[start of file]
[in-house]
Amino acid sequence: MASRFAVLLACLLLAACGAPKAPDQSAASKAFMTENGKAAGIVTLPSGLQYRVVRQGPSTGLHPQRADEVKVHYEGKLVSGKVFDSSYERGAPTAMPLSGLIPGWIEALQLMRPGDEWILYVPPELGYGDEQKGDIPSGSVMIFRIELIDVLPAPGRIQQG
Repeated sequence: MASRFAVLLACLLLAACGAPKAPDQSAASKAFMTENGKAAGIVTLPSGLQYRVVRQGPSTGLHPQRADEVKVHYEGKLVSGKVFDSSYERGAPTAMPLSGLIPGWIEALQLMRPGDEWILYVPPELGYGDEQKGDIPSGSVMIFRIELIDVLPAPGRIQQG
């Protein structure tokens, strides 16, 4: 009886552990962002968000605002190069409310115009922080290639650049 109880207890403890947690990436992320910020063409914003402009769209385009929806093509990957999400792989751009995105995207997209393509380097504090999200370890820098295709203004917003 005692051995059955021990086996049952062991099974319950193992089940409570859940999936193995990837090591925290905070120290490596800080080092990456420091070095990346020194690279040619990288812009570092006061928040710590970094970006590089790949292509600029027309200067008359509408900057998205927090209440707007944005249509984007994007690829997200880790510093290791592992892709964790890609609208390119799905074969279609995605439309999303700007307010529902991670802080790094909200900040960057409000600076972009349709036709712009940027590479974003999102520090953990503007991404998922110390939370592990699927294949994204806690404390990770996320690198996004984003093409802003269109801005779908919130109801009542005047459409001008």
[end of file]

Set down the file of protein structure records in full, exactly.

[in-house]
Amino acid sequence: MASRFAVLLACLLLAACGAPKAPDQSAASKAFMTENGKAAGIVTLPSGLQYRVVRQGPSTGLHPQRADEVKVHYEGKLVSGKVFDSSYERGAPTAMPLSGLIPGWIEALQLMRPGDEWILYVPPELGYGDEQKGDIPSGSVMIFRIELIDVLPAPGRIQQG
Repeated sequence: MASRFAVLLACLLLAACGAPKAPDQSAASKAFMTENGKAAGIVTLPSGLQYRVVRQGPSTGLHPQRADEVKVHYEGKLVSGKVFDSSYERGAPTAMPLSGLIPGWIEALQLMRPGDEWILYVPPELGYGDEQKGDIPSGSVMIFRIELIDVLPAPGRIQQG
């Protein structure tokens, strides 16, 4: 009886552990962002968000605002190069409310115009922080290639650049 109880207890403890947690990436992320910020063409914003402009769209385009929806093509990957999400792989751009995105995207997209393509380097504090999200370890820098295709203004917003 005692051995059955021990086996049952062991099974319950193992089940409570859940999936193995990837090591925290905070120290490596800080080092990456420091070095990346020194690279040619990288812009570092006061928040710590970094970006590089790949292509600029027309200067008359509408900057998205927090209440707007944005249509984007994007690829997200880790510093290791592992892709964790890609609208390119799905074969279609995605439309999303700007307010529902991670802080790094909200900040960057409000600076972009349709036709712009940027590479974003999102520090953990503007991404998922110390939370592990699927294949994204806690404390990770996320690198996004984003093409802003269109801005779908919130109801009542005047459409001008």